Radiation exposure during radiofrequency catheter ablation for atrial fibrillation

Pacing Clin Electrophysiol. 2003 Jan;26(1P2):288-91. doi: 10.1046/j.1460-9592.2003.00034.x.


RF catheter ablation of paroxysmal atrial fibrillation (PAF) is associated with prolonged fluoroscopy. The procedural duration and fluoroscopic exposure to patients and medical staff were recorded and compared among 43 ablation procedures for PAF, 20 for common atrial flutter, and 16 for accessory pathways. Patient radiation exposure was measured by dosimeters placed over the xyphoid, while that of physicians and nurses was measured by dosimeters placed outside and inside the lead apron. The mean fluoroscopy time was 57 +/- 30 minutes for PAF, 20 +/- 10 minutes for common flutter, and 22 +/- 21 minutes for accessory pathway ablation. The patient median radiation exposure was 1110 microSv for PAF, compared with 500 microSv for common flutter and 560 microSv for accessory pathway ablation (P < 0.01). The median radiation exposure to physician and nurse inside the lead apron were, respectively, 2 microSv and 3 microSv for PAF, 1 microSv and 2 microSv for common flutter, and < 0.5 microSv and 3 microSv for accessory pathway ablations. RF catheter ablation for PAF was associated with prolonged fluoroscopy times and a twofold higher radiation exposure to the patient and physician compared with other ablation procedures. Assuming 300 procedures/year, radiation exposure to the medical staff was below the upper recommended annual dose limit.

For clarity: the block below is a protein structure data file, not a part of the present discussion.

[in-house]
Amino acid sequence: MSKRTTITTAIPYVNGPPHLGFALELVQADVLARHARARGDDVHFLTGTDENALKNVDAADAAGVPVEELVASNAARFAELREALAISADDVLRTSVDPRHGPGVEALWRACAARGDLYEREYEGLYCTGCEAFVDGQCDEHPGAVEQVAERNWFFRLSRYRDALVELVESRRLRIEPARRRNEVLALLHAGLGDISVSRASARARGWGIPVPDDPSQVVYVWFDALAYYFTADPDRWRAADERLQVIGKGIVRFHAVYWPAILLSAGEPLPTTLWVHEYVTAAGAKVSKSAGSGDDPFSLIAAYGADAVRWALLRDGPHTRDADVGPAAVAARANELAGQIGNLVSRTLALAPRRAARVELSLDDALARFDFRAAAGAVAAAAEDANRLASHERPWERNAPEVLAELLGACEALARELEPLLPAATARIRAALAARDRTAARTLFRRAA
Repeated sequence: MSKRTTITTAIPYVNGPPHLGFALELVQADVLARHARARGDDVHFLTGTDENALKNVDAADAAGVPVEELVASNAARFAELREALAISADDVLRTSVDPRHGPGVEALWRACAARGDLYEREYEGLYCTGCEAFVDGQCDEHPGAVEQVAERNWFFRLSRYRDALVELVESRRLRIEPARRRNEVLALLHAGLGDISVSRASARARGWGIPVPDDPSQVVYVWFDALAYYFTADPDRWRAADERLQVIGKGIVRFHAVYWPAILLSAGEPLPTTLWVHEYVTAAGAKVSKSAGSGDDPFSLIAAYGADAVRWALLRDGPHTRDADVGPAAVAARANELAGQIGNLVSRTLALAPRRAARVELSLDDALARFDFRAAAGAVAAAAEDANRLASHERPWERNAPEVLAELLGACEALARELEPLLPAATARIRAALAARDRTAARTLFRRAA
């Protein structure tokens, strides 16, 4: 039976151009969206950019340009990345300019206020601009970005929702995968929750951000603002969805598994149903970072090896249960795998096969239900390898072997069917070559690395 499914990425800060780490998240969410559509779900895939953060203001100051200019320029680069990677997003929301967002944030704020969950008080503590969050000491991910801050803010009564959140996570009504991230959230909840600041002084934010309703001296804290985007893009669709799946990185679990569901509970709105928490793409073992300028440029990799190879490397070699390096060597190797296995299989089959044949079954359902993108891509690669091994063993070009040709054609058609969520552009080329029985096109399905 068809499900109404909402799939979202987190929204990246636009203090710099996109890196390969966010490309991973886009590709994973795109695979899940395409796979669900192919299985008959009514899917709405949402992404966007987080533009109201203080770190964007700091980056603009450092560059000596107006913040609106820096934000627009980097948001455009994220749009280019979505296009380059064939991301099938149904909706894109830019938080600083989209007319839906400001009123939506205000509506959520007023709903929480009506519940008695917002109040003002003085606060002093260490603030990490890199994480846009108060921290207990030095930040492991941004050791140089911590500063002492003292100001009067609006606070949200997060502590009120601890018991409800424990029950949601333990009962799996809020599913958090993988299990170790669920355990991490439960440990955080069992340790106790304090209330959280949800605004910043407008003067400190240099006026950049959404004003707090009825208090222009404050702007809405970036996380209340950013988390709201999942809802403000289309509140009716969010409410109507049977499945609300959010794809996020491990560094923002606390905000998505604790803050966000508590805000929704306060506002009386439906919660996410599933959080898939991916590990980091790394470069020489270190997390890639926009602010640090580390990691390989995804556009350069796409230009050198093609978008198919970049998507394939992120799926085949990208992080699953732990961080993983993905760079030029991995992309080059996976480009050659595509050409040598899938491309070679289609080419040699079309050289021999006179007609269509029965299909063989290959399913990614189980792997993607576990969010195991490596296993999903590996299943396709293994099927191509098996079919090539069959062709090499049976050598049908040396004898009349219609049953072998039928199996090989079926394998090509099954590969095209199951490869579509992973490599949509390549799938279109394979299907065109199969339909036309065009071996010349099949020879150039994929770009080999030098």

Publication types

  • Research Support, Non-U.S. Gov't

MeSH terms

  • Atrial Fibrillation / diagnostic imaging
  • Atrial Fibrillation / surgery*
  • Atrial Flutter / surgery
  • Catheter Ablation*
  • Female
  • Fluoroscopy*
  • Heart Conduction System / surgery
  • Humans
  • Male
  • Middle Aged
  • Nurses
  • Occupational Exposure
  • Physicians
  • Radiation Dosage*
  • Radiation Protection
  • Radiography, Interventional*
  • Radiometry